Following the National Journal's "anticipat[ion]" of the "attention" its Vote Ratings will receive "across the 2008 election cycle," on The O'Reilly Factor, Karl Rove presumably referred to the Journal's 2007 ratings when he called Barack Obama "the most liberal member of the United States Senate" -- a rating that counted as "liberal" Obama's votes to implement the 9-11 Commission's homeland security recommendations, provide more children with health insurance, expand federal funding for embryonic stem-cell research, and maintain a federal minimum wage, and which conflicts with a highly respected study ranking Obama lower.
When the National Journal Group released its 2007 vote ratings -- which ranked Sen. Barack Obama (D-IL) the "most liberal Senator in 2007" -- it sent readers a February 5 email proclaiming: "In 2004, President Bush invoked Senator John Kerry's liberal Vote Ratings score repeatedly on the campaign trail and at their head-to-head debates. We anticipate similar attention for our Vote Ratings across the 2008 election cycle." The National Journal Group continues to tout its rating of Kerry from 2004, despite having acknowledged that its methodology at that time was flawed. On the February 11 edition of Fox News' The O'Reilly Factor, former Bush White House adviser and Fox News contributor Karl Rove gave the "anticipate[d]" attention to the "Vote Ratings," calling Obama "the most liberal member of the United States Senate." Rove added: "If a Republican presidential candidate can't make meat -- you know, mincemeat out of that, I don't know what."
Rove did not cite a source for his claim about Obama -- presumably the National Journal's 2007 vote ratings. Rather, he simply asserted as fact that Obama is the "most liberal senator in 2007." But the National Journal's result differ with those of a highly respected study by political science professors Keith Poole and Jeff Lewis that ranked Obama as tied with Sen. Joe Biden (D-DE) as the 10th "most liberal" senator in 2007. Moreover, as Media Matters for America noted, among the votes Obama took that purportedly earned him "the most liberal senator in 2007" label were: to implement the 9-11 Commission's homeland security recommendations, provide more children with health insurance, expand federal funding for embryonic stem cell research, and maintain a federal minimum wage. Indeed, Obama himself made this point during the February 11 Politico/WJLA forum, when he was asked about the rating:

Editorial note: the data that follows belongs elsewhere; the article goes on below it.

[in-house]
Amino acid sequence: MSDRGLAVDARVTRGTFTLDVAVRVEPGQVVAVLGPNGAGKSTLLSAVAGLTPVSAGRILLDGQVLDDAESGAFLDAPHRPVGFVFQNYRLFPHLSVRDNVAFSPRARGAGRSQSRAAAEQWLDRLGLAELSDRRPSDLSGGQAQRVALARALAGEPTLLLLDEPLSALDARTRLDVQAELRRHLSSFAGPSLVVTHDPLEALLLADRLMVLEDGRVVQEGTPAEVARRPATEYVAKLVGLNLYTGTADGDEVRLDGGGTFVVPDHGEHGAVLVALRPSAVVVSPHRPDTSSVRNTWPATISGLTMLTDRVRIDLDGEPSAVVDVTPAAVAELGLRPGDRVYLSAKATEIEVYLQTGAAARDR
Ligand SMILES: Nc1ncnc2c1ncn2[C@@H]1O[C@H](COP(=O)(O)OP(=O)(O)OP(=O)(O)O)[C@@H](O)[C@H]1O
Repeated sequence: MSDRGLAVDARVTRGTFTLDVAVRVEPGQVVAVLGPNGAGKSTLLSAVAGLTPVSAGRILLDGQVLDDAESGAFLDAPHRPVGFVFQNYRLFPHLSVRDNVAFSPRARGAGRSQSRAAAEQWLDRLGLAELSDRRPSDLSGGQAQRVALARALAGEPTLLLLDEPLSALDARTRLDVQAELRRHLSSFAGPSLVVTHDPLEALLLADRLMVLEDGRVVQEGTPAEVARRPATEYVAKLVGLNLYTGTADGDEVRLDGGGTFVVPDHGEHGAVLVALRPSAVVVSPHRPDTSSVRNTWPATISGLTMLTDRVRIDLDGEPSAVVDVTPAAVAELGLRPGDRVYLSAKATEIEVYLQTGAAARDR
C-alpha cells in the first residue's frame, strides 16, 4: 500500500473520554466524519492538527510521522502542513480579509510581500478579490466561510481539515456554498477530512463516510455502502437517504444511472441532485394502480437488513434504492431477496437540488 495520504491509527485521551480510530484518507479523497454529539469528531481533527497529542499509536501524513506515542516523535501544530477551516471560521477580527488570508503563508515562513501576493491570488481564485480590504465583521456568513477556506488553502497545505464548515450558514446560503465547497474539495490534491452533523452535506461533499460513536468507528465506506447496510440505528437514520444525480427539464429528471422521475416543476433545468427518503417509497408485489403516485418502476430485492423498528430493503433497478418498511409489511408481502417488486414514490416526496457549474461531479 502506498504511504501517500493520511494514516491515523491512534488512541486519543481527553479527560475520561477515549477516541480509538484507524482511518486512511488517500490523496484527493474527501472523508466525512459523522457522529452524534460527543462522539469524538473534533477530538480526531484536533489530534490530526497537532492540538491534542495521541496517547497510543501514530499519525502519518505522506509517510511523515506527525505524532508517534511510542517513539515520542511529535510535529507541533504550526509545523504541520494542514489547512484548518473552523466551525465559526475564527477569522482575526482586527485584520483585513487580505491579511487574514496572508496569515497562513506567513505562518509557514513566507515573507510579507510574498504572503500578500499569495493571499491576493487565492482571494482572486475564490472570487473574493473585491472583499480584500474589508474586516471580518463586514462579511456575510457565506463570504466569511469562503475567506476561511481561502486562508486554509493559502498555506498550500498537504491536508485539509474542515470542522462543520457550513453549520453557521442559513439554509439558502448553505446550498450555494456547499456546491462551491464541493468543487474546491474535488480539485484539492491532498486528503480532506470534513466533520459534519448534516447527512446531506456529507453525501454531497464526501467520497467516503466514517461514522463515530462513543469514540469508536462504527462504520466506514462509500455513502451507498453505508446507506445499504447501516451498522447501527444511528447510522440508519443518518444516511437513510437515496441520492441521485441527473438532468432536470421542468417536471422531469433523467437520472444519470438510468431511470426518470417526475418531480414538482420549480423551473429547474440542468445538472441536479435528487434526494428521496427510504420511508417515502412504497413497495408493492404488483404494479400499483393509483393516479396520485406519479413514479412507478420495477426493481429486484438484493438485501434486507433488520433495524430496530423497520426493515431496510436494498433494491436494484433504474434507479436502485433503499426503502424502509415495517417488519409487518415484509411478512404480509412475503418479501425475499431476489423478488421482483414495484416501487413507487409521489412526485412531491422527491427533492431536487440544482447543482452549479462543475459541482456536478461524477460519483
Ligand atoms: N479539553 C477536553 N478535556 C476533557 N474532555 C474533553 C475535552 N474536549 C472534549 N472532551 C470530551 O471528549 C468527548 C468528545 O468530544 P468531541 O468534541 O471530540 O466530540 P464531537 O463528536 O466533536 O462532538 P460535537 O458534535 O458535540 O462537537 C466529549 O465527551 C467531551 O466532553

OBAMA: Well, first of all, not to grouse against the National Journal, but let me give you an example of why I was rated the most liberal was because I wanted an office of public integrity that stood outside of the Senate, and outside of Congress, to make sure that you've got an impartial eye on ethics problems inside of Congress. Now, I didn't know that it was a liberal or Democratic issue. I thought that was a good government issue that a lot of Republicans would like to see. So that's the problem with some of these ratings
how they score things. It uses categories that I think don't make sense to a lot of Americans.
From the February 11 edition of Fox News' The O'Reilly Factor:
BILL O'REILLY (host): Who's the tougher candidate for the Republicans, Obama or [Sen.] Hillary [Rodham Clinton (D-NY)]?
ROVE: You know, you can make a case for each one of them.
O'REILLY: No, but you tell me. You're the guy. You tell me.
ROVE: Well, you know, my gut tells me that over the long haul, Obama is -- look, he is inexperienced and does not have what is needed to be the commander in chief. And he's the most liberal member of the United States Senate. If a Republican presidential candidate can't make meat -- you know, mincemeat out of that, I don't know what.
On the other hand, Clinton has very strong negatives. On the other hand, she has very strong positives. In fact, what's interesting to me is that in the Fox poll, she does better at grabbing -- at keeping Democrats in her column than does Obama. She sees 15 percent of the Democrats sliding over to McCain; he sees 18 percent. And I think that's because there is a weakness among some Democrats who view Obama as not fit to be commander in chief.
O'REILLY: All right. Mr. Rove, nice to have you here at the Fox News Channel. And we'll be speaking to you on a regular basis throughout the campaign. And we appreciate it very much.